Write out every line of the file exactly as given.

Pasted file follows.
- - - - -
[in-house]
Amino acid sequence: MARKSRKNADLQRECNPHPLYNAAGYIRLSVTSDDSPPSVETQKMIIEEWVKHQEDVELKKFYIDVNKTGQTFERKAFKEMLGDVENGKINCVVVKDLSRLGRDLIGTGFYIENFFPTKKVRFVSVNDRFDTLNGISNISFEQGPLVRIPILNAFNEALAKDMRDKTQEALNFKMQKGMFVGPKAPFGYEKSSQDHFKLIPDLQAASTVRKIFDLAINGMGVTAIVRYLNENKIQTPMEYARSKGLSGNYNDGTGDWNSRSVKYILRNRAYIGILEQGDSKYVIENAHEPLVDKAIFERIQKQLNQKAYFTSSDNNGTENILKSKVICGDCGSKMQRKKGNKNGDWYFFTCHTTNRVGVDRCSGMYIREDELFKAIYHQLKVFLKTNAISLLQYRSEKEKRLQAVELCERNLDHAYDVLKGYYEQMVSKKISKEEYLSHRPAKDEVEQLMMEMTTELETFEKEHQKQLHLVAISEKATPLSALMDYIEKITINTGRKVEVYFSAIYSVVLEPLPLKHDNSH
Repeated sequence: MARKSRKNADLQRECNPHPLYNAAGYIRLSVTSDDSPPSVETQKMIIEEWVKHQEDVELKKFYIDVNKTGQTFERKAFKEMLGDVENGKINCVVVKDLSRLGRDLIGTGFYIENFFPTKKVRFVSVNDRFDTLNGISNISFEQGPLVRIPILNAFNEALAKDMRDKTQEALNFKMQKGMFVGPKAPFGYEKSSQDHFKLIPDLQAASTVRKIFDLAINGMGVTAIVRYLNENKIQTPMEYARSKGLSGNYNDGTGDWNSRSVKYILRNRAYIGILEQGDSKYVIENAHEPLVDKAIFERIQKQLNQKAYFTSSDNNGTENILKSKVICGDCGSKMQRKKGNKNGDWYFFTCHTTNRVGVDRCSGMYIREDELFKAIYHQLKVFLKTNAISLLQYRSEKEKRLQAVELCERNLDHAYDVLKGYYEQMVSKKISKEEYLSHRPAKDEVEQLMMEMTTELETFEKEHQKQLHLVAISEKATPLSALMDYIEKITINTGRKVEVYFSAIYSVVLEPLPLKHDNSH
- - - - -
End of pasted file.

[in-house]
Amino acid sequence: MARKSRKNADLQRECNPHPLYNAAGYIRLSVTSDDSPPSVETQKMIIEEWVKHQEDVELKKFYIDVNKTGQTFERKAFKEMLGDVENGKINCVVVKDLSRLGRDLIGTGFYIENFFPTKKVRFVSVNDRFDTLNGISNISFEQGPLVRIPILNAFNEALAKDMRDKTQEALNFKMQKGMFVGPKAPFGYEKSSQDHFKLIPDLQAASTVRKIFDLAINGMGVTAIVRYLNENKIQTPMEYARSKGLSGNYNDGTGDWNSRSVKYILRNRAYIGILEQGDSKYVIENAHEPLVDKAIFERIQKQLNQKAYFTSSDNNGTENILKSKVICGDCGSKMQRKKGNKNGDWYFFTCHTTNRVGVDRCSGMYIREDELFKAIYHQLKVFLKTNAISLLQYRSEKEKRLQAVELCERNLDHAYDVLKGYYEQMVSKKISKEEYLSHRPAKDEVEQLMMEMTTELETFEKEHQKQLHLVAISEKATPLSALMDYIEKITINTGRKVEVYFSAIYSVVLEPLPLKHDNSH
Repeated sequence: MARKSRKNADLQRECNPHPLYNAAGYIRLSVTSDDSPPSVETQKMIIEEWVKHQEDVELKKFYIDVNKTGQTFERKAFKEMLGDVENGKINCVVVKDLSRLGRDLIGTGFYIENFFPTKKVRFVSVNDRFDTLNGISNISFEQGPLVRIPILNAFNEALAKDMRDKTQEALNFKMQKGMFVGPKAPFGYEKSSQDHFKLIPDLQAASTVRKIFDLAINGMGVTAIVRYLNENKIQTPMEYARSKGLSGNYNDGTGDWNSRSVKYILRNRAYIGILEQGDSKYVIENAHEPLVDKAIFERIQKQLNQKAYFTSSDNNGTENILKSKVICGDCGSKMQRKKGNKNGDWYFFTCHTTNRVGVDRCSGMYIREDELFKAIYHQLKVFLKTNAISLLQYRSEKEKRLQAVELCERNLDHAYDVLKGYYEQMVSKKISKEEYLSHRPAKDEVEQLMMEMTTELETFEKEHQKQLHLVAISEKATPLSALMDYIEKITINTGRKVEVYFSAIYSVVLEPLPLKHDNSH